Here’s a video reel of the highlight from Empire of the Kop—essentially, Luis Suarez.

Real Madrid – Barcelona
Ah, El Clasico. Nobody escapes without experiencing a couple of heart attacks. Real Madrid were heavily favored coming into this game—a ten-match winning streak and top of the tables in La Liga, which was stamped by the earlier goal in El Clasico history: a Karim Benzema goal 23 seconds into a match.

The Men in White pressed for the first third of the match, until Marcelo deflected Xavi’s attempt to turn it 1-1 before the halftime. Interestingly enough, we’ve got a couple of monkey wrenches on Real Madrid’s starting XI: Lassana Diarra starting and Fabio Coentrao playing right back.

Credit Barcelona for making tactical changes, which Real Madrid were not quite able to adapt to. Cesc Fabregas dropped back from being the front line of attack, while Alexis (who now holds the Drama Queen title in this Barcelona squad) is not just attacking from the left, but making runs on both sides. Sergio Busquets dropped to the back four, while Dani Alves (barf) is given a more attacking role. And where did that leave Messi? Let’s just say nobody wearing white was able to contain him to tonight—I miss Ricardo Carvalho.

Sure, Karim Benzema scored the opening goal, but there was little impact from the rest of Real Madrid’s attackers. Di Maria obviously was working hard, but could not finish, Ozil—well, I thought he eventually faded, and as for Cristiano, he was invisible tonight. There was hardly an attack on the left wing in the first half—and his second half performance is pretty much reminiscent to what I feel and see when Phil Younghusband is playing for the Philippine National Team. Frustrating all around.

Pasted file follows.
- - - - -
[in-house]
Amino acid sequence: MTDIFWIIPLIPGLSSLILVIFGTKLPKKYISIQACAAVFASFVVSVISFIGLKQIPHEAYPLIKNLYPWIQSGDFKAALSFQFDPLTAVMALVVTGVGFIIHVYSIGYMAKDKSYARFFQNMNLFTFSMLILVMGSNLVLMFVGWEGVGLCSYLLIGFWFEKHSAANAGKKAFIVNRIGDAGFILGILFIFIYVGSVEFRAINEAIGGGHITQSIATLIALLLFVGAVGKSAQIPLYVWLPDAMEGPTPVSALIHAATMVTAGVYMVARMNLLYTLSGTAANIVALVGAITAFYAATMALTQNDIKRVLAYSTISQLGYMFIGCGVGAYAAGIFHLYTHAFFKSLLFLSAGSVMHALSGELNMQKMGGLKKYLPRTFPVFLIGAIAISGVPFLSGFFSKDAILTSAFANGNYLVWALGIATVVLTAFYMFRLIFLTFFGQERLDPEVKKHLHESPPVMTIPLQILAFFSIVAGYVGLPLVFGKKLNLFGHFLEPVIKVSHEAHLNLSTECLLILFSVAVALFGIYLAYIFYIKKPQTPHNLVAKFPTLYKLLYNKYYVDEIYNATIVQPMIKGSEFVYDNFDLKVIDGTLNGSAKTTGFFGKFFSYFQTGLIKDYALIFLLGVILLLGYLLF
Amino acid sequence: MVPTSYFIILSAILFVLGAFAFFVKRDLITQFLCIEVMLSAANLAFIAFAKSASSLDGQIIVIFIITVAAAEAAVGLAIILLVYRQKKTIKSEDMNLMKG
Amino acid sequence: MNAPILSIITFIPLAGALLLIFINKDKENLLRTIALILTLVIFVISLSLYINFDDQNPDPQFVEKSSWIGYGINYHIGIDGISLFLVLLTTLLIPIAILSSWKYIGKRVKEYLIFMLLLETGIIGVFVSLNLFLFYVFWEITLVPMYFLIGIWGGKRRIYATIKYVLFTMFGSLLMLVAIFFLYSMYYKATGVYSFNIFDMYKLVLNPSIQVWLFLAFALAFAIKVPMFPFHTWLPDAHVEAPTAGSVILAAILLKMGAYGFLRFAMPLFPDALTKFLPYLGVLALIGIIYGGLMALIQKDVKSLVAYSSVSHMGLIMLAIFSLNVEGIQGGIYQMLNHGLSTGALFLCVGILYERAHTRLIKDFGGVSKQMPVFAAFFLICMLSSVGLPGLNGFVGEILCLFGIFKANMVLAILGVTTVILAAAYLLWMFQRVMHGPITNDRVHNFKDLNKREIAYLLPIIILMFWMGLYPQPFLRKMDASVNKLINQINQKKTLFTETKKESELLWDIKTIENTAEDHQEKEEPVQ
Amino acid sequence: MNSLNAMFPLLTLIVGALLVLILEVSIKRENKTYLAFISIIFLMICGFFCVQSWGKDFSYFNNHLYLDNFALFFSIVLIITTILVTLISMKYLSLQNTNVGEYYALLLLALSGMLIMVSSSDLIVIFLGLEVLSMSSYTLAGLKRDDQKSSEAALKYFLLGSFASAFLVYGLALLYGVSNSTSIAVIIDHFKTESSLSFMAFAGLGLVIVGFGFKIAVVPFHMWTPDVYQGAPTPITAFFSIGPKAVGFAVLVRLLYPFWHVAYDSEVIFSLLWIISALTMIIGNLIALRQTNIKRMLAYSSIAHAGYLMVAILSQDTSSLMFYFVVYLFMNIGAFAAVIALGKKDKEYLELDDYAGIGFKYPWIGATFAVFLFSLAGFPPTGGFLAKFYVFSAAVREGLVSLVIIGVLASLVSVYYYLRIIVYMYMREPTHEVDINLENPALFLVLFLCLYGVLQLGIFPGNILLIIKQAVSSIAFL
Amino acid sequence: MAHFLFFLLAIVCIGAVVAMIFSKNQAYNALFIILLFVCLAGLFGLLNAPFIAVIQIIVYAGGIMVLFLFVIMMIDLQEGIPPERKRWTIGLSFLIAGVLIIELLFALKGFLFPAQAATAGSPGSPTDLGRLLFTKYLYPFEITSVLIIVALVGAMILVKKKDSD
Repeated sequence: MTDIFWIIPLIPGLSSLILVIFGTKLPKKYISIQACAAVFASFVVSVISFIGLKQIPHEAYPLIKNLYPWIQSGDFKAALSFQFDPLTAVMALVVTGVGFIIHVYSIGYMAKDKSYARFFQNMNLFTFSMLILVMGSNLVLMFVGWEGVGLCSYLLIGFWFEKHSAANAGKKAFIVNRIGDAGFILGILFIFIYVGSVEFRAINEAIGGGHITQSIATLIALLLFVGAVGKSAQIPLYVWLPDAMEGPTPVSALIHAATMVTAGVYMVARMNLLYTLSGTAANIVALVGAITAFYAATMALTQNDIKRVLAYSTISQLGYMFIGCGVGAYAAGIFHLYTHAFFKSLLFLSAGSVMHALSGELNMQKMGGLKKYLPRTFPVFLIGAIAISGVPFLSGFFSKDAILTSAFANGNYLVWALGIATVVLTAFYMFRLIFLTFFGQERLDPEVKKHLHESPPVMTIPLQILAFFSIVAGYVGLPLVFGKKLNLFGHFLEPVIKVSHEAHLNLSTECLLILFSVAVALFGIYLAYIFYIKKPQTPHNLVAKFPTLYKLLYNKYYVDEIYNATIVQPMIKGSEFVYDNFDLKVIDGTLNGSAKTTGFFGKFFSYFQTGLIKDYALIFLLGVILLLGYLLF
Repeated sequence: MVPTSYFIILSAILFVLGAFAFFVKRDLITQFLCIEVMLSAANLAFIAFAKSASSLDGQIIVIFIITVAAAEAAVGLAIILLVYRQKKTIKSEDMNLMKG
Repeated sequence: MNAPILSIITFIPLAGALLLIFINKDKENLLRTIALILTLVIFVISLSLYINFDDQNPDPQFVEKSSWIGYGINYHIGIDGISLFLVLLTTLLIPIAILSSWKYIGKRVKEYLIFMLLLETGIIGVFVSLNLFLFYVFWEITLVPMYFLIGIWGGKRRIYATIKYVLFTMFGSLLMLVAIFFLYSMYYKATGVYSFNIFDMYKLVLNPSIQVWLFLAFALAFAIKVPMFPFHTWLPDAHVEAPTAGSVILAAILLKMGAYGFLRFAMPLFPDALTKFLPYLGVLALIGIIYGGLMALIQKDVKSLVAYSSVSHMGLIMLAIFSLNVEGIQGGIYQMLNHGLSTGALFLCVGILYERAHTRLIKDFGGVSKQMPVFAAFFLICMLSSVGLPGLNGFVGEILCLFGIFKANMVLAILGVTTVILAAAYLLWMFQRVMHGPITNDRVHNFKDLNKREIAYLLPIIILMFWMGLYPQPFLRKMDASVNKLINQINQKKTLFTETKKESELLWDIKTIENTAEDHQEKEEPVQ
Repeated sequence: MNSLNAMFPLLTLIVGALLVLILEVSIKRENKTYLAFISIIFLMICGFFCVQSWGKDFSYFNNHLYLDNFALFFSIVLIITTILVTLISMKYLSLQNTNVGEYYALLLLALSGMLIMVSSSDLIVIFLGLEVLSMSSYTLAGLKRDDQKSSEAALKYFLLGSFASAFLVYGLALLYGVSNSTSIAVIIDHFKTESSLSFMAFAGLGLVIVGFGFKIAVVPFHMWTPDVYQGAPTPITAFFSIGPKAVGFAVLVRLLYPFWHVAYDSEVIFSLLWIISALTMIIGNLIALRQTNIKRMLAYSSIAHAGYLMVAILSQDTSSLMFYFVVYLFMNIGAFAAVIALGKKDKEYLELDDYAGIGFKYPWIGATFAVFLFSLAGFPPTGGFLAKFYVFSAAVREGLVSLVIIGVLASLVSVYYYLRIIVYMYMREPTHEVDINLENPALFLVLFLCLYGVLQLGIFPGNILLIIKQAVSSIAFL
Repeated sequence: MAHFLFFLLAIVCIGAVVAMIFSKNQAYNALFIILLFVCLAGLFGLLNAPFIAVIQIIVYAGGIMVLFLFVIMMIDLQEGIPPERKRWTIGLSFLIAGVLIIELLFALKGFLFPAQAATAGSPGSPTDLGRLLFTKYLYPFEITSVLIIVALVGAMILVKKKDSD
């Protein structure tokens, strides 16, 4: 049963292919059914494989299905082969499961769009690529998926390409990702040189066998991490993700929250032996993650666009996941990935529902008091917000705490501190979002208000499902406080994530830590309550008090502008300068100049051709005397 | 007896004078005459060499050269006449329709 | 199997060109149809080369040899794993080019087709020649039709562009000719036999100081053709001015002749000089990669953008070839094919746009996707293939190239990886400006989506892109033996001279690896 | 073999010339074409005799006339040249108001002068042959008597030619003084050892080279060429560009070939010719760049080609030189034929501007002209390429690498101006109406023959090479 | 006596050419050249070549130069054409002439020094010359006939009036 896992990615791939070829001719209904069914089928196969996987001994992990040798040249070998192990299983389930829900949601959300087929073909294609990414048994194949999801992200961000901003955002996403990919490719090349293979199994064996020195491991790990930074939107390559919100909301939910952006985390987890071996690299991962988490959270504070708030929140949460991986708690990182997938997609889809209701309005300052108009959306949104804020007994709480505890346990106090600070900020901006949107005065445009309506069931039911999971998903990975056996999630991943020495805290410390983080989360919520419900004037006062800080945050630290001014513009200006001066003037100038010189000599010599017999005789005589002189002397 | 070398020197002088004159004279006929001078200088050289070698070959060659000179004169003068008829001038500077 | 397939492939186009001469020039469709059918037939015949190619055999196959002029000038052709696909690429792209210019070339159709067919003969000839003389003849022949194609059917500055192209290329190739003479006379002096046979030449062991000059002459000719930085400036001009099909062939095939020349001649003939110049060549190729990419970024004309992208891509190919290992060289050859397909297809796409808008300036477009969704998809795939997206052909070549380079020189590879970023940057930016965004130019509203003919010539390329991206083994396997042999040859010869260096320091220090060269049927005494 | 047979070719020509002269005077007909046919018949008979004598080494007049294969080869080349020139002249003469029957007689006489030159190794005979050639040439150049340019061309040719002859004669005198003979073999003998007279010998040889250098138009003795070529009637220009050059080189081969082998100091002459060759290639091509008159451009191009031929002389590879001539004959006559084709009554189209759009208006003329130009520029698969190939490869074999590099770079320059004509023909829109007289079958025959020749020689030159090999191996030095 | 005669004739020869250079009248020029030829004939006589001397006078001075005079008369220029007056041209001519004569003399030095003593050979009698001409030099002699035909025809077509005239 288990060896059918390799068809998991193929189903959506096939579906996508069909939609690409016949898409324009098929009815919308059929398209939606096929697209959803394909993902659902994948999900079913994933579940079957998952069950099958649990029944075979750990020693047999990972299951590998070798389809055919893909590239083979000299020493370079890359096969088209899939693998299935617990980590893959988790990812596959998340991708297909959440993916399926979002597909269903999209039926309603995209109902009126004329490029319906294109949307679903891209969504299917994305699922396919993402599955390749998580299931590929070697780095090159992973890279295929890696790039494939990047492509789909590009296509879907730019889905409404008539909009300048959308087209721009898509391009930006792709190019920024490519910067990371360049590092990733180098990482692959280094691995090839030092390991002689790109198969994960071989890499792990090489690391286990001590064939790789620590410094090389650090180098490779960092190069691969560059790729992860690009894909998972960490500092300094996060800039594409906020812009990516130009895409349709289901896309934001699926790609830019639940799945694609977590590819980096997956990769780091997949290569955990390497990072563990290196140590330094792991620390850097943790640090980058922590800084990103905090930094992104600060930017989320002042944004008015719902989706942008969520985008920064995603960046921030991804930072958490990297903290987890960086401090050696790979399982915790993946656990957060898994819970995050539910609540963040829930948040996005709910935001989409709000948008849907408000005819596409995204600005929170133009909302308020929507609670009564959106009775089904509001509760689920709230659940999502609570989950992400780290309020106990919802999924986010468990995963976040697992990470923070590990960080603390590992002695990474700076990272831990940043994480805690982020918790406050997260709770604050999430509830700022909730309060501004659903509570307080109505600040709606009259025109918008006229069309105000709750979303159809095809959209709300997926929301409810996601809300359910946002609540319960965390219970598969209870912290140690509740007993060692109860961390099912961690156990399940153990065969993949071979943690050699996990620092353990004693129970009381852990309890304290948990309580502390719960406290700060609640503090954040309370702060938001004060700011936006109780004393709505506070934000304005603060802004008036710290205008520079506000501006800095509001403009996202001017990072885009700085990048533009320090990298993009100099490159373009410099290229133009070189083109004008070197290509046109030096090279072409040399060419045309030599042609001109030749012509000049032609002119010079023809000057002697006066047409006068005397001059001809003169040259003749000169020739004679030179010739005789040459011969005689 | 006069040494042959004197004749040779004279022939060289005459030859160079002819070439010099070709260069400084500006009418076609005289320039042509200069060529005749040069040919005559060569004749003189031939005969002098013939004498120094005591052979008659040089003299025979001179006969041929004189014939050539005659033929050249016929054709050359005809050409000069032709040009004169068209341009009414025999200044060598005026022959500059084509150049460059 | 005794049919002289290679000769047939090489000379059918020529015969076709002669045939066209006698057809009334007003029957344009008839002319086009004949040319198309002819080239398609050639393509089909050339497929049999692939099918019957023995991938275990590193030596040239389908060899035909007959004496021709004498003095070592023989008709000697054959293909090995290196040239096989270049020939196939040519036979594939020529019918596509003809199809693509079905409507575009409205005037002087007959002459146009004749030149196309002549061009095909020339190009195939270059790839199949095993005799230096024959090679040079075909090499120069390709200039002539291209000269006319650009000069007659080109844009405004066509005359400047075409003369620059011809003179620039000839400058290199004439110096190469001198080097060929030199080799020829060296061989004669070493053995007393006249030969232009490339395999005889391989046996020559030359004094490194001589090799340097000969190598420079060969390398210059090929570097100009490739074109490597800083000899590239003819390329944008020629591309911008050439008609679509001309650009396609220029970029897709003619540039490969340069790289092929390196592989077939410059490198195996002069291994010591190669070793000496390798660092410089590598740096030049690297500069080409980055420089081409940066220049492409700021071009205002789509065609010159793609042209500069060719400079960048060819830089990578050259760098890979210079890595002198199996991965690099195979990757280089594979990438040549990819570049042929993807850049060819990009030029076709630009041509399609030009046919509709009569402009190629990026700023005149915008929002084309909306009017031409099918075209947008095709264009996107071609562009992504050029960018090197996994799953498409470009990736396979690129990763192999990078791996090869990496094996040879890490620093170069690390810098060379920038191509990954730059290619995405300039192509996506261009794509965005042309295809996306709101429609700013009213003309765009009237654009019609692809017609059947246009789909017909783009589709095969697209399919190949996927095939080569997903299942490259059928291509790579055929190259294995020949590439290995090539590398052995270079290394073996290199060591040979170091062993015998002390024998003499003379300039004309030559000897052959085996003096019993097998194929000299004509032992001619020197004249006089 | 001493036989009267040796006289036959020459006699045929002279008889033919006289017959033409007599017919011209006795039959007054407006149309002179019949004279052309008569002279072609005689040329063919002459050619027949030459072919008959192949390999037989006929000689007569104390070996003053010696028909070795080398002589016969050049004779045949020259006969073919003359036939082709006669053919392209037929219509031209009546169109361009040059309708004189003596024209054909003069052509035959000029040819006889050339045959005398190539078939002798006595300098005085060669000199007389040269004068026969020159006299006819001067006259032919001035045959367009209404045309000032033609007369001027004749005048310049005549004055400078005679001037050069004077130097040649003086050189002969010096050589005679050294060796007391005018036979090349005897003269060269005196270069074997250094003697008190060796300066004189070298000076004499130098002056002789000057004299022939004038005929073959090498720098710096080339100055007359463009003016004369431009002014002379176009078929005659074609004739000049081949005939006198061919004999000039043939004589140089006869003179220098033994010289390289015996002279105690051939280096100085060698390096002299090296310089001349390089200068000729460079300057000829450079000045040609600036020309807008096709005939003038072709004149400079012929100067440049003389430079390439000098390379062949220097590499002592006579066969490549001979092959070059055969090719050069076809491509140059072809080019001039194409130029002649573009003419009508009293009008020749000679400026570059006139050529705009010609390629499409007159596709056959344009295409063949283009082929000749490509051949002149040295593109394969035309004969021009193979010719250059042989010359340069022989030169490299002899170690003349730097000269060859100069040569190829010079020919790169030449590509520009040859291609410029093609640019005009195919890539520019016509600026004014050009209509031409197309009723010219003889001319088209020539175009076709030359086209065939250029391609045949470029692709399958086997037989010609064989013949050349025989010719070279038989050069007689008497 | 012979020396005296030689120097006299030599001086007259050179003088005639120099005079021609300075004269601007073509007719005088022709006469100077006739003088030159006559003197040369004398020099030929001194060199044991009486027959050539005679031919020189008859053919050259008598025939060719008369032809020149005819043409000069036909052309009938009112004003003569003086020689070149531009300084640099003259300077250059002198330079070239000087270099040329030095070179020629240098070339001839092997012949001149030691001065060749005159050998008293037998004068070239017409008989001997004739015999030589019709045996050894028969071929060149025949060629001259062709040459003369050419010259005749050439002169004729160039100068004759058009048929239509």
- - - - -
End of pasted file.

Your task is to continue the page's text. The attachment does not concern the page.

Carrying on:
Even more frustrating? Real Madrid’s defense. Of the back four, I’d rate Fabio Coentrao’s performance the highest, despite being played out-of-position. Sergio Ramos, Marcelo, and Pepe—que pasa??? Kaka came on for Ozil (and had a good few touches), Sami Khedira came on for Lass, and Pipita came on for Di Maria (still think he should have come on for Cristiano instead). Uninspiring substitutions—and I feel especially bad for Pipita, who should have a happier birthday. Barcelona had two unanswered goals in the second half, making the final scoreline 3-1.

That said, there should be a long post-mortem between Mourinho and his cold-blooded enforcers. On the bright side, the outcome of this match doesn’t decide La Liga. As for me, all I want is togive Xabi Alonso a tight hug after the match—he looked so defeated. And Iker—oh boy, oh boy, I wouldn’t want to face his wrath.

But wait, Kaka was a bit of an inspiration tonight:

En los buenas y malas, Hala Madrid!

ETA: You all know that Don Andres Iniesta is quite the legend, right? Well, here’s one more feather to add to his cap. (Sure gives Beckham a run for his money over the Golden Balls title. Haha.)


Notes from a commentators’ booth extra.